Breastfeeding may improve offspring's mental health

December 1, 2008

Breastfed children are less likely to experience behavioral or mental health issues.

Breastfed children are less likely to experience behavioral or mental health issues than those who are not breastfed, according to research presented at the American Public Health Association meeting in San Diego.

Katherine Hobbs Knutson, MD, of Massachusetts General Hospital in Boston and a colleague examined 102,353 parent/guardian interviews concerning the health of children aged 10 months to 18 years from the 2003 National Survey of Children's Health. Parents were asked questions regarding breastfeeding and their children's behavior, and answers were analyzed via multivariate regression.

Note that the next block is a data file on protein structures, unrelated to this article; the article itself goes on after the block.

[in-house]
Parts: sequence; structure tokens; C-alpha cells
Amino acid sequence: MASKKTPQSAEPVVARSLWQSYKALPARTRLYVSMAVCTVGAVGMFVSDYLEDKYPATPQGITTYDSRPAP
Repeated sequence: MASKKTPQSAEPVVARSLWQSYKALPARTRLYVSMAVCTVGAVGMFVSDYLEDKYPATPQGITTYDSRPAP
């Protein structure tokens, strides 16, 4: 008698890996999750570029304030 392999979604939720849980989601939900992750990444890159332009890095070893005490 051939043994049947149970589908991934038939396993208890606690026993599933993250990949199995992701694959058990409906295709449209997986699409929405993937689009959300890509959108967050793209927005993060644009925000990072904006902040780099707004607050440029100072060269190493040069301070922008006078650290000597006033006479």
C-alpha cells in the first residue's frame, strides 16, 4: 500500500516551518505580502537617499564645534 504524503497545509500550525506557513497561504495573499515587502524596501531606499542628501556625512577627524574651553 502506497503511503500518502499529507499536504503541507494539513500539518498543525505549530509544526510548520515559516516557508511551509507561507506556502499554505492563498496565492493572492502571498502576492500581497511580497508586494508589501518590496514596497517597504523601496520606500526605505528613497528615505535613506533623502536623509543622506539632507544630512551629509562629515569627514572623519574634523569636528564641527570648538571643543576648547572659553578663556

Parents/guardians of breastfed children were significantly less likely (23%) to report apprehension over their children's ability to learn for themselves. Similarly, they were significantly less likely (24%) to report concern over learning in preschool. Odds of concern regarding the children's behavior, medically diagnosed behavioral/conduct problems and receipt of mental health care were decreased by 15%, 37%, and 37%, respectively, in parents/guardians of breastfed children compared with those of non-breastfed children.

More information on this research is available at http://www.apha.org/meetings/.